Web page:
A 2.6-million-year tooth of a sawshark reopened the tropical past of Chile

It was found in Bahía Inglesa and scientists believe that species would have become extinct due to low temperatures in the area.

A team of researchers studied for the first time the fossil remain of a sawshark genus Pliotrema which became extinct 2.6 million years ago and inhabited Chilean coastal waters when the tropical weather conditions of those times allowed it.

It’s the first fossil remain of a sawshark of the Pliotrema genus found in the southeastern Pacific Ocean. It was found in an unknown sector called Arenas de Caldera (Sand of Caldera) in the Atacama region, Chile.

The fossil deposits belong to the Bahía Inglesa Formation, which is most likely middle-Miocene to early-Pliocene. The study highlights the fact that there are no sawfish in oriental Pacific probably because of a cooling process starting in the Neogene. It is thought that the diminishing in temperatures caused their extinction in this area. Currently, you can find the three species of this genus only in Madagascar and South Africa (Pliotrema annae, P. kajae and P. warreni).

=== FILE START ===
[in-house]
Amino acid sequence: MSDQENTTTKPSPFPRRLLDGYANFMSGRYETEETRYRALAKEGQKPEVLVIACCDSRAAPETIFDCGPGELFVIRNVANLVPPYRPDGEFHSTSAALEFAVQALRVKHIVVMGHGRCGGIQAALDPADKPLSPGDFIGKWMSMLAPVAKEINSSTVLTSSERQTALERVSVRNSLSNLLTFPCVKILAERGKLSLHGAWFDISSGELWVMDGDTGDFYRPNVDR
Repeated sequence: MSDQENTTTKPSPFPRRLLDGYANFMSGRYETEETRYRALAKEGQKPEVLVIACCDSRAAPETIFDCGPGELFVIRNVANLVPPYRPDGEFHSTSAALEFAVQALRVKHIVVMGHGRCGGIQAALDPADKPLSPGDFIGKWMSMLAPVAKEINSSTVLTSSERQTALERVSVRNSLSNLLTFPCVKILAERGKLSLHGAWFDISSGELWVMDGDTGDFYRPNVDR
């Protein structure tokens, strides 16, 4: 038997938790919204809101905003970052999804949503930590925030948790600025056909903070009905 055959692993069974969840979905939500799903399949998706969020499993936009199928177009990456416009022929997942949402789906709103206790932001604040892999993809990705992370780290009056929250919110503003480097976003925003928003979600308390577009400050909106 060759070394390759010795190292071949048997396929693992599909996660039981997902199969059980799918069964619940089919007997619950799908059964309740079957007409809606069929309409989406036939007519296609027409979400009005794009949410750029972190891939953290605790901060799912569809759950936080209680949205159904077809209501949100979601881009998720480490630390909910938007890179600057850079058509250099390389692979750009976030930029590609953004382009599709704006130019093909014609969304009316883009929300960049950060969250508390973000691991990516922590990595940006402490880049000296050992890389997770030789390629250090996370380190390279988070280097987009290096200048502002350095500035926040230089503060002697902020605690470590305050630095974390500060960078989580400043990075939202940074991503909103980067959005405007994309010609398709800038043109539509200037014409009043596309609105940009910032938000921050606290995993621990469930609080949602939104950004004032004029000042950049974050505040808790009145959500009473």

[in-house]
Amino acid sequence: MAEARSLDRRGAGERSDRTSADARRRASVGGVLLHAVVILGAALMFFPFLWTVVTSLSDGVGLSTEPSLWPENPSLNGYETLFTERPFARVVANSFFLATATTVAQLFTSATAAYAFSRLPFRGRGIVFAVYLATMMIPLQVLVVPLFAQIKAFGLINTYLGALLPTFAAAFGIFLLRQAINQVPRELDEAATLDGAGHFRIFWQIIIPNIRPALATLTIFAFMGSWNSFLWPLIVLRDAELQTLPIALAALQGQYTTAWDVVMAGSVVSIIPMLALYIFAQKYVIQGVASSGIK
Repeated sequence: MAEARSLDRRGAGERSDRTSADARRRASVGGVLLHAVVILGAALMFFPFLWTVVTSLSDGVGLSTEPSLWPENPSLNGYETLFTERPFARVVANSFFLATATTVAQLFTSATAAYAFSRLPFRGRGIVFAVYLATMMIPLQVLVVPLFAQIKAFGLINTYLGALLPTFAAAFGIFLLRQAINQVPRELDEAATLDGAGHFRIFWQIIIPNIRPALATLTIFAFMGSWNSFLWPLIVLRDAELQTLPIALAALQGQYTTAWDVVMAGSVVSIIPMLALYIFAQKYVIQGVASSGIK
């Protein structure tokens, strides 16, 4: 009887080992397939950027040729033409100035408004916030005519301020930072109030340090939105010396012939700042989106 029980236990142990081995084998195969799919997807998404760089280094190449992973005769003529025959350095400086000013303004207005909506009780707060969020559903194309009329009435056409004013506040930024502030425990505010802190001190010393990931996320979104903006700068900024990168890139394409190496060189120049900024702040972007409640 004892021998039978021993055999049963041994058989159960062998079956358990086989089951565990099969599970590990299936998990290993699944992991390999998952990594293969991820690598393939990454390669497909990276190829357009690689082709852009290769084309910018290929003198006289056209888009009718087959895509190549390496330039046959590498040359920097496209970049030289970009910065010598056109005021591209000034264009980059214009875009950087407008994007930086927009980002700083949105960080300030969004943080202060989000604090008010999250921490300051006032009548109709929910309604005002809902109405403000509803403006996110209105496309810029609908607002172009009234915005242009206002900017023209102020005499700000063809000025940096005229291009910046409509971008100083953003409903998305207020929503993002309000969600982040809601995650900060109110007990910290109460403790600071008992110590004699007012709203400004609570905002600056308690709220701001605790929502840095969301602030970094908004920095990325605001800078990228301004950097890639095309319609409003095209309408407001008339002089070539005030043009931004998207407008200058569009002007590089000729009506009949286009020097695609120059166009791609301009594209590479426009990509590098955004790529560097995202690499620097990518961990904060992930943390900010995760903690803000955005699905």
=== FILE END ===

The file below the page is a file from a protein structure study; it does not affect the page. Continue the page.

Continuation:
“It’s the first described and illustrated fossil tooth of a sawshark, these are not abundant compared with other sharks, since they are more fragile and small”, says PhD. Jaime Villafaña, researcher of the Center for Advanced Studies in Arid Zones (CEAZA) and the University of Vienna.

According to the researcher, this fossil is characterized by Pliotrema genus features, but it also has unique attributes which suggest that it was a species just living in Chilean waters.

“We realized that this sawshark tooth had a slightly different morphology from other fossils and current species. The rear edge of this shark tooth has less pronounced saws compared to any other registered species”, explained Villafaña.

“This suggests that it could be a shark species that only lived in the coast of Chile. Although, we need to search and study more material to be sure”, said the CEAZA and Vienna University scientist.

Fossil teeth recorded in the research. Photo: CEAZA